Talk to family and friends about fatigue
For many people, fatigue is a major symptom of their arthritis – it’s just as common and as troublesome as pain. But because it’s an invisible symptom, many people with fatigue often don’t talk about it because they think that others won’t understand. This can cause anger or frustration over the impact fatigue has on their lives and the lack of help and understanding from others, which can make the fatigue worse.
Family and friends can help you manage your fatigue, but they won’t know about it unless you tell them. Sharing the effects of fatigue with others helps them understand why you don’t always feel able to join in with activities or have to take more time to rest. Direct them to this website to help them understand what fatigue is, how it can affect you and how seriously your healthcare team take it.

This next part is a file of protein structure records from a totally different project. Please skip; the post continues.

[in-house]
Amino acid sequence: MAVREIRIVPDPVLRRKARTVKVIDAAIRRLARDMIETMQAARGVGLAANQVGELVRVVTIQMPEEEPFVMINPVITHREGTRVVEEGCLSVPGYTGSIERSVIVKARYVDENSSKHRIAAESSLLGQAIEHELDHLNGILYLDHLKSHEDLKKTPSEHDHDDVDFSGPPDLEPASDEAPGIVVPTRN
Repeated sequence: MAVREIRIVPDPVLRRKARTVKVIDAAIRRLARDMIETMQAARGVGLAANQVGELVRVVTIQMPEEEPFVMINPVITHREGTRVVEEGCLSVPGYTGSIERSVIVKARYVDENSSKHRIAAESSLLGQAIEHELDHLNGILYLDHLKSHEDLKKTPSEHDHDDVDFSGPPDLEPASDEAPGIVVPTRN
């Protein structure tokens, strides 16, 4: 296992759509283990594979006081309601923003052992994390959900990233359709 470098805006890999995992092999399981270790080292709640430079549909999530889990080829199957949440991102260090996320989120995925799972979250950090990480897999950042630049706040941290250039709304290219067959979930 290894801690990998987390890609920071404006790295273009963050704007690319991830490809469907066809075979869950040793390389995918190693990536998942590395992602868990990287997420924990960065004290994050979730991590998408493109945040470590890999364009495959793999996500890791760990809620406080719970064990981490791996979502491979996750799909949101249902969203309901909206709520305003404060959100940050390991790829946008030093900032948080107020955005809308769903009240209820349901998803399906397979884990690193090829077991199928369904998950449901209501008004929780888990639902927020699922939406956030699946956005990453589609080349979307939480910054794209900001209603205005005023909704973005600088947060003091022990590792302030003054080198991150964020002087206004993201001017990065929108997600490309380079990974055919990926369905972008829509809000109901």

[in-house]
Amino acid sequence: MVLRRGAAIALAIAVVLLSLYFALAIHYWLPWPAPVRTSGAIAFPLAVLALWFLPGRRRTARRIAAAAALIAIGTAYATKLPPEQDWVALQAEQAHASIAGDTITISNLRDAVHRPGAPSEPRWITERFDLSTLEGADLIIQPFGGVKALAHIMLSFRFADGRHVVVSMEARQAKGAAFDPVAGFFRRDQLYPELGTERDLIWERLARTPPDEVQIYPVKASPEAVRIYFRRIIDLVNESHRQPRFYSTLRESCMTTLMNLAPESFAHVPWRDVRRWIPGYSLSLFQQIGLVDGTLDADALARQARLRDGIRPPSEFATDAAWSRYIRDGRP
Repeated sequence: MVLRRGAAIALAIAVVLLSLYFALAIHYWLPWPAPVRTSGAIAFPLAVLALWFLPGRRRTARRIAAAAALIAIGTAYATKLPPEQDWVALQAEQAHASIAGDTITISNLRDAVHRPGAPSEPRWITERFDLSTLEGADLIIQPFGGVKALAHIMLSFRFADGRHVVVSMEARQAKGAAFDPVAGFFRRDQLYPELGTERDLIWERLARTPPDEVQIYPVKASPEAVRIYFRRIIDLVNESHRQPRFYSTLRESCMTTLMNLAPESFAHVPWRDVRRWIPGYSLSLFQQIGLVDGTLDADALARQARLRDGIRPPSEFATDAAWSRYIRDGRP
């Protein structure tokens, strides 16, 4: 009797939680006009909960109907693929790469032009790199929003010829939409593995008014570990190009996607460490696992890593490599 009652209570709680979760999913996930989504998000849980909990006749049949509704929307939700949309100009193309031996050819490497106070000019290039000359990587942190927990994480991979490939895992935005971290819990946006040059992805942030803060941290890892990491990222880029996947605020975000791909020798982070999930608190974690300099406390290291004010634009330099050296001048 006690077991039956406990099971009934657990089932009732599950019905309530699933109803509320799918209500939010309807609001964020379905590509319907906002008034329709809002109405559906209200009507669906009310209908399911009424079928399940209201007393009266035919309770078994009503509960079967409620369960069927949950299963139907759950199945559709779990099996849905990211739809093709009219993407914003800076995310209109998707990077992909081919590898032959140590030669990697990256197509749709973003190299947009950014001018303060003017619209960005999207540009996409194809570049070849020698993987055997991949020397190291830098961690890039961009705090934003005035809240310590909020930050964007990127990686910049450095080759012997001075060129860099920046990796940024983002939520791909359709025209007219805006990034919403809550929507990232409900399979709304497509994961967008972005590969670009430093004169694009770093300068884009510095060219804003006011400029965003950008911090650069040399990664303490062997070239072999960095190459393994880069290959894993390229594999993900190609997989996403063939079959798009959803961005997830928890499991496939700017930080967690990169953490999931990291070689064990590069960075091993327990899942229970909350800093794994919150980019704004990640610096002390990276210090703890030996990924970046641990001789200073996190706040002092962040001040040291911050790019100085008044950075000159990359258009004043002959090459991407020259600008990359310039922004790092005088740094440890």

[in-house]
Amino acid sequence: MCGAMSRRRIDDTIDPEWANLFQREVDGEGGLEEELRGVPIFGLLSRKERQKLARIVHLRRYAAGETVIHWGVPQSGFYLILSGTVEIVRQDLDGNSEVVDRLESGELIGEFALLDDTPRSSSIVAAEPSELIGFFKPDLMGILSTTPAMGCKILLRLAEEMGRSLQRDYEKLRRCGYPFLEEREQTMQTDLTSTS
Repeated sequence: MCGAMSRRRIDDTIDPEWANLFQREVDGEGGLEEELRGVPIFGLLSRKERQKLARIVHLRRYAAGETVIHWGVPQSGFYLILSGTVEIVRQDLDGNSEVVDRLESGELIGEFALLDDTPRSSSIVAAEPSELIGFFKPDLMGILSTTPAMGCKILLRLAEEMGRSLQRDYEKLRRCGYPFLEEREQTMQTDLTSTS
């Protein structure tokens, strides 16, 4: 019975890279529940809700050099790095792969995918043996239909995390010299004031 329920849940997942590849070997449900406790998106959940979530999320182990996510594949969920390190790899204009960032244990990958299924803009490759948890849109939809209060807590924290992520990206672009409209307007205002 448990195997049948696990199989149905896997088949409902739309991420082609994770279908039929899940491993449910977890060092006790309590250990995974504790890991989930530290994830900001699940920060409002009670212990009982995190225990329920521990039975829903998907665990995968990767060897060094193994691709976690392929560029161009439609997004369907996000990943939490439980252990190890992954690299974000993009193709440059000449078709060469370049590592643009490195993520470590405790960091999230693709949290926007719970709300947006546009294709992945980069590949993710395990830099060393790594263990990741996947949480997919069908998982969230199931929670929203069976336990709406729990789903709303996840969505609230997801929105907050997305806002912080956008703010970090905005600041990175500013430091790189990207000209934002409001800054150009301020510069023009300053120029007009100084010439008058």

It can also be useful to explain fatigue to your work colleagues. This will help them to understand that you sometimes need to take more time over tasks. It might help with decisions on working patterns or adjustments to equipment to make fatigue more manageable. Speak to an occupational therapist if you need more information. Your local Jobcentre Plus can also put you in touch with Disability Employment Advisors, who can arrange work assessments. They can advise you on the way you work and on equipment that may help you to do your job more easily.